Leila’s grocery store


Dutch version

With the outbreak of the COVID-19 virus, Leila Lentifia Odhiambo (33) lost her only income. Like many other mothers in Siaya County (Kenya), she was worried about feeding her children. Our Youth Employment and Entrepreneurship Project (YEEP) enabled Leila to set up her own business and build up an independent livelihood. This is her story:

“My name is Leila Lentifia Odhiambo and I’m 33 years old. I’m married and I have four children aged: 19, 15, 13 and 5 years old. When I was seven years old my parents died and me and my siblings were then left with an abusive uncle who mistreated us. I didn’t complete my basic education and, as I was the first born, I got married at the age of 13. I thought my new husband would also support my siblings. My uncle kept coming to my new home demanding my bride price. One day my uncle came and demanded I leave my husband. My husband couldn’t stand it anymore and he attacked my uncle with a knife. This landed him in jail for 30 years. He is still in prison today.

Now I live at home with my children in our small house in Bondo community. In my community, people are generally good but some have developed a negative attitude towards me because they think of me as a criminal’s wife. They discriminate against women here. It is hard to raise my children on my own. Some people have stopped visiting me or even talking to me.

When COVID-19 came, prices went up and things were very expensive, including food. I struggled to provide for my family. Sometimes I felt depressed by everything. I felt very unfortunate and unlucky, but I needed to push on as a mother – I didn’t want to give up and I shall not.

Life was hard before I came in to contact with VSO. It was hard to feed my children because of the pandemic and the increasing prices. I struggled to get food every day. Before the pandemic I would also do household chores for other people to make money, but all this stopped due to COVID regulations. I wanted to set up a grocery shop, where I would sell vegetables like kale, tomatoes and onions. But I did not have the means to start one. I didn’t get support from my community in terms of accessing information or decision making. They left me out of small community gatherings as I was considered vulnerable.

VSO gave me 10,000 Kenya Shillings (about 77 euros) and I was able to open a small grocery shop. Now I can at least afford some basic food and necessities for my family. Also, people in the community now come to my place because I provide a service that people need. The village elders use my grocery walls to stick up posters with social information, like the recent mosquito net distribution. I can now contribute to the community and I am very happy to be included.

Now my self-esteem has been boosted and I feel worthy. I have gained skills on saving and budgeting – now I budget before spending my money and have built up some savings. I save my money in an account rather than keep my money in my house, like I did before. I have changed - before the grocery I didn’t have any savings since we consumed every amount I got, but now I can save some surplus. I feel okay, I feel a bit relieved.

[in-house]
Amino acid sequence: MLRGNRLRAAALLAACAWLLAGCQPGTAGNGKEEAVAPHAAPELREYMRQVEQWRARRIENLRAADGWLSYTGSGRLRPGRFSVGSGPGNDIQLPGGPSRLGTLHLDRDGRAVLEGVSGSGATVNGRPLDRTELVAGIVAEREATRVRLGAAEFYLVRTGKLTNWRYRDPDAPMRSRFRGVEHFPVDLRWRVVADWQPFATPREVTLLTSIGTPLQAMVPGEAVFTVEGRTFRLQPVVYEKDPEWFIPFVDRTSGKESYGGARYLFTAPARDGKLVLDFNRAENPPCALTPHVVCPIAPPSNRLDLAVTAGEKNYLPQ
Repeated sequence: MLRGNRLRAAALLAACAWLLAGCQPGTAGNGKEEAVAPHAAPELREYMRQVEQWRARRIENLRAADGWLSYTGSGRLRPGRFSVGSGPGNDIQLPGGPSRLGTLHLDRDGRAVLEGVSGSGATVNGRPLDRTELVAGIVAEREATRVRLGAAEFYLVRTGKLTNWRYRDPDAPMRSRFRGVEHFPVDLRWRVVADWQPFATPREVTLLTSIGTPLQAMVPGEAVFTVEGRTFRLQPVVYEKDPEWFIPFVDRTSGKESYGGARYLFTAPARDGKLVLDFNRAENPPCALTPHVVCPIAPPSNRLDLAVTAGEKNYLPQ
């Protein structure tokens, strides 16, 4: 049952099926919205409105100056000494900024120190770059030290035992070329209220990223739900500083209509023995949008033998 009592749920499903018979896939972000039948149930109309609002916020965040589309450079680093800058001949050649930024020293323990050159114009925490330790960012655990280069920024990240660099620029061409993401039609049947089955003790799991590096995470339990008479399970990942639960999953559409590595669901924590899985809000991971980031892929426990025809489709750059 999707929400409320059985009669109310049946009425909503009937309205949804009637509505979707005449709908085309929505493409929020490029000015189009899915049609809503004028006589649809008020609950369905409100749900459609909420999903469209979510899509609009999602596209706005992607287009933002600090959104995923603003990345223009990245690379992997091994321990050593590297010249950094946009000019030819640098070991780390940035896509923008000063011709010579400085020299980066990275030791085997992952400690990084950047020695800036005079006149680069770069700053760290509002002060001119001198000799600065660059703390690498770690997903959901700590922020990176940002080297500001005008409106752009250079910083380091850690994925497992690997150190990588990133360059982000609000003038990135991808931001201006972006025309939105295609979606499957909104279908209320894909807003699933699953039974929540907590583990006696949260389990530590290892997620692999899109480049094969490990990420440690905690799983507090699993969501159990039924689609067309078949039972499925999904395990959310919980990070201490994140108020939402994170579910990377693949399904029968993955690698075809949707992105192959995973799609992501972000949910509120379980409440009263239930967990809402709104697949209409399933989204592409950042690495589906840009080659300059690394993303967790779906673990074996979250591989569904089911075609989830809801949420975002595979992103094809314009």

Of course, the COVID-19 pandemic is still here and continues to affect our lives. More people stay at home now and grow their own vegetables, so I have less customers. My greatest fear is paying my children’s school fees. I hope that everything will be okay and that my children will be able to complete their education. Also, I hope I can grow my business and this will help me to provide fully for my family. I think that I can achieve this by working hard, being proactive and knocking on every door – pushing myself to be the best.

Youth Employment and Entrepreneurschip Project (YEEP)

In Siaya county, western Kenya, VSO is supporting young mothers to access an income and be able to feed their children. Many of these mothers are single and HIV positive. They struggle to make ends meet and their situation only worsened during the COVID-19 pandemic as food prices soared and informal work disappeared. VSO has provided each woman with a cash voucher to start up a small business, such as a roadside vegetable stall. National volunteer Janet Okach is there to pass on business knowledge and skills, such as how to buy wholesale, sell at a profit, save and invest for the future. Janet has also shown them how to establish their own kitchen gardens to grow fresh fruit and vegetables for their families. Brought together in groups, these women now have a safe space to discuss the challenges they meet as young businesswomen and to support each other.

Written by: Onkar Sing
Translated and edited by: VSO Netherlands
Photos: VSO/Obscura Media